Posts Tagged ‘agriculture exports’

Ag Shippers Air Concern at Meeting

April 21, 2021

Agriculture shippers expressed their concerns about rail service and other issues this week as part of a meeting sponsored by the U.S. Department of Agriculture and U.S. Department of Transportation.

Meeting participants discussed issues they are having shipping agricultural exports, as well as logistical and technical concerns.

Agriculture Secretary Tom Vilsack summarized those issues as placing stress on nearly every sector of the supply chain, including warehousing, trucking, rail service, inland and ocean terminals, container availability and vessel service.

Shippers described recent problems with ocean carriers as well as the emergence of detention and demurrage charges. Others recalled canceled or delayed bookings, as well as the difficulty in meeting export demands.

“While this disruption is impacting ports along the West Coast and the Gulf of Mexico, the ports of Los Angeles and Long Beach, the busiest container ports in the United States, moving nearly a third of containerized agricultural exports by volume, have experienced the worst disruption,” Visack said.

He said export challenges began in last fall and have escalated to include a wide range of affected commodities and port regions.

He said farmers who have struggled to find a market for their products and get a fair price for their commodities are finding markets opening back up.

Participating in the meeting were stakeholders in the livestock, grains, specialty crop and dairy industries, as well as representatives from the shipping companies.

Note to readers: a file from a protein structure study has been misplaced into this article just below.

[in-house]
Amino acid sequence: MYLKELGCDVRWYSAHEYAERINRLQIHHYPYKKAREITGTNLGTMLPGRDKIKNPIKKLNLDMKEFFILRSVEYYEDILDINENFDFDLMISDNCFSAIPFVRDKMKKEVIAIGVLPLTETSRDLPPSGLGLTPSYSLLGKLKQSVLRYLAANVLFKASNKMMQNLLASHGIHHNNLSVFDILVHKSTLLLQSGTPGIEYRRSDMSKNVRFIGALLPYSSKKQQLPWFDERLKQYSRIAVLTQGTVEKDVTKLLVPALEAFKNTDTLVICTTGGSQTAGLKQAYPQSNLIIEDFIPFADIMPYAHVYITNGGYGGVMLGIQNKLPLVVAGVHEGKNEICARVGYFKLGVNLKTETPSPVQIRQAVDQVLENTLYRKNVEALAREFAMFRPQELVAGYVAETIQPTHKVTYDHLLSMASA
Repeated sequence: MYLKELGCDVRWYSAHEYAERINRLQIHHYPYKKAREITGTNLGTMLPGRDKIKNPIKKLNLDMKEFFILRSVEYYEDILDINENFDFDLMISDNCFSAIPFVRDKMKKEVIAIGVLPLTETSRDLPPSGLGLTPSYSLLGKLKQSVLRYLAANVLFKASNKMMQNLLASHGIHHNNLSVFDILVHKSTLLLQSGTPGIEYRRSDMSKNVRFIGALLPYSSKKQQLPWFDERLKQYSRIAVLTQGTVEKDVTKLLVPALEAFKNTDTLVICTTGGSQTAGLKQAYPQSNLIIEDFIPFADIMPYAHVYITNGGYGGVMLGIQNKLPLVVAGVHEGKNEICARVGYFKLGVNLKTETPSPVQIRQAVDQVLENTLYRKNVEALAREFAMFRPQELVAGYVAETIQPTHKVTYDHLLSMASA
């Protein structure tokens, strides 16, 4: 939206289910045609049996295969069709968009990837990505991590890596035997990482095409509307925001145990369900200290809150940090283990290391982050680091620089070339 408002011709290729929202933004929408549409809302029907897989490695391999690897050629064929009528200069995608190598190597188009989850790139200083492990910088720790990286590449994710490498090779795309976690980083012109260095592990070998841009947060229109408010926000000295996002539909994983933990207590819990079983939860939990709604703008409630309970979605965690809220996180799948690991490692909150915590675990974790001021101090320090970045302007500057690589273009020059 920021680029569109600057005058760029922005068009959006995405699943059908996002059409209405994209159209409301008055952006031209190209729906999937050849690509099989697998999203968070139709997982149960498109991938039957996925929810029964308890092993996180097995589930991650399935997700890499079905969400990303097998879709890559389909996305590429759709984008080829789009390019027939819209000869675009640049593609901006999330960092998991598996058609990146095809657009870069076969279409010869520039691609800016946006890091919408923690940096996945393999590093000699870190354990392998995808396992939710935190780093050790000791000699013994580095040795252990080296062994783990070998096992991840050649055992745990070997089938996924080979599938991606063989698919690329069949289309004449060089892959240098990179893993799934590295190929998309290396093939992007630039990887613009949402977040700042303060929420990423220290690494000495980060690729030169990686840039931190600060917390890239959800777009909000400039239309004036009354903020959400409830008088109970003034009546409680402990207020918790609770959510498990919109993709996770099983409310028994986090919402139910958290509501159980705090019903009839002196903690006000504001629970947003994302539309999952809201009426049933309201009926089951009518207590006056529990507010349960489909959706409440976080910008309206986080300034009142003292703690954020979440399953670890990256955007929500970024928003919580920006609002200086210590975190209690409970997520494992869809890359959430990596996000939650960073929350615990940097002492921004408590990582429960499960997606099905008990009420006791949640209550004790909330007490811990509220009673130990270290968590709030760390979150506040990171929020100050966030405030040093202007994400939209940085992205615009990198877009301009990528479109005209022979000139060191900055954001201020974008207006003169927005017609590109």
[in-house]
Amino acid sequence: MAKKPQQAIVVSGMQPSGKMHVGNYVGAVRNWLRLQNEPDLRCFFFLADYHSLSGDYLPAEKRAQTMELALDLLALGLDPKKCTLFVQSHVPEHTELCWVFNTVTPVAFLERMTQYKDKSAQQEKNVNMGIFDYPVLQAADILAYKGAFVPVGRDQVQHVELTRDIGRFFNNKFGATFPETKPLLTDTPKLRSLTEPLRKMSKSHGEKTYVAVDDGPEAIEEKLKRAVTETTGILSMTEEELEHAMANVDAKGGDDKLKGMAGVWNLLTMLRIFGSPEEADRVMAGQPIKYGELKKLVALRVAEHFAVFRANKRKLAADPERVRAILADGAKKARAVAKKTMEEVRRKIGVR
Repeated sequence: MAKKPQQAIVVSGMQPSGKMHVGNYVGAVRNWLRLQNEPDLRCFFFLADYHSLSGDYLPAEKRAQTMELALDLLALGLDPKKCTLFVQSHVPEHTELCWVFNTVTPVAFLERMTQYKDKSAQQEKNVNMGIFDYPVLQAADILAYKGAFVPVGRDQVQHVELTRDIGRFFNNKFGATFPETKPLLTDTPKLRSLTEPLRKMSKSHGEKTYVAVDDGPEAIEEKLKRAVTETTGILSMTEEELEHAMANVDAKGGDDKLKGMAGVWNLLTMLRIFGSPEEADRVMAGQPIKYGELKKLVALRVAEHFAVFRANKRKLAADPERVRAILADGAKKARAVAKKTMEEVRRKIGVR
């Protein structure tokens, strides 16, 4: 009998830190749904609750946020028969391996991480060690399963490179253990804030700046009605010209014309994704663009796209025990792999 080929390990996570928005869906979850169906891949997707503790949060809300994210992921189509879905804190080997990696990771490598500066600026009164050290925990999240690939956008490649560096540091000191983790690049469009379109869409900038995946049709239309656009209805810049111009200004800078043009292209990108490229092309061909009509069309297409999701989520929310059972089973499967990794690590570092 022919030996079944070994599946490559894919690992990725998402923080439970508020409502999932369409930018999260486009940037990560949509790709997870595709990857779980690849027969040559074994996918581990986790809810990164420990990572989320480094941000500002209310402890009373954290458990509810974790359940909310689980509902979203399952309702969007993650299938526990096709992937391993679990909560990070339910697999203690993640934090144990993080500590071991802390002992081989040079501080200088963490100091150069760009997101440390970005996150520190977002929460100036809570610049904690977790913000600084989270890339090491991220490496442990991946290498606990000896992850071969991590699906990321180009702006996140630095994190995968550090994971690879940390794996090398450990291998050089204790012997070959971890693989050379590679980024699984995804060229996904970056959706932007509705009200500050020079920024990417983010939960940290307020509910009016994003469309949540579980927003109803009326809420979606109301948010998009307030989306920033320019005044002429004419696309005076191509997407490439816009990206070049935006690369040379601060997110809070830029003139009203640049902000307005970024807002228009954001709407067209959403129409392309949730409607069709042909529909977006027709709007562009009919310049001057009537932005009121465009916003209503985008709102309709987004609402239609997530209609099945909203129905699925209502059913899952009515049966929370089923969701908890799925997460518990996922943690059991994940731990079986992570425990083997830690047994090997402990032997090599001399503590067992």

USDOT officials discussed how they will work with the Federal Maritime and others to help address the shippers’ concerns.

Global Supply Chain Disruptions May Affect Railroads

March 17, 2021

International shipping is being hindered by container shortages, congestion at ports, high shipping prices and limited availability of dockworkers and truck drivers.

“‘I’ve never seen anything like this,’” Lars Mikael Jensen, head of Global Ocean Network at A.P. Moller-Maersk, the world’s largest shipping company, told The New York Times.

The news report said there has been a surge of orders from factories in China that is sent to North American in containers.

The orders are being driven by increased ecommerce in America.

That has resulted in containers accumulating at American ports and thus creating shortages of the boxes in Asia.

Other containers have been piling up unused in Africa and South America countries because shipping carriers have concentrated their vessels on their most popular routes, which link North America and Europe with Asia.

Pileups of containers also have occurred in Australia, New Zealand and India.

Shipping companies have reaped record-high freight prices with shipping company Maersk reporting more than $2.7 billion in pretax earnings in the last three months of 2020.

The situation has led to higher costs for transporting American grain and soybeans across the Pacific, which in turn is could increase food prices in Asia.

The container shortages might last through the end of the year, some industry observers said.

Railway Age reported that North American railroads could be affected by having grain shipments disrupted.

Jim Blaze, one of the magazine’s contributing editors, said that under normal circumstances containers are loaded with grain at such inland terminals as Chicago and Kansas City for export to Asia.

But ocean carriers are increasingly unloading containers of consumer goods at California ports and immediately returning the containers empty to Asia without loading them with grain or other American exports.

This has resulted in supply chain disruptions in some places although Blaze said the history of logistics is littered with such occasional disruptive trade patterns.

He said it is a matter of back haul economics in which some commodities are seen as more valuable than others and thus will be favored by shipping companies.

Hurt in these scenarios are back haul “filler” customer whose markets are disrupted in the head-haul direction.

“This is nothing new in the history of trade routes. Those risks should have been vetted in their business-case due diligence,” Blaze said.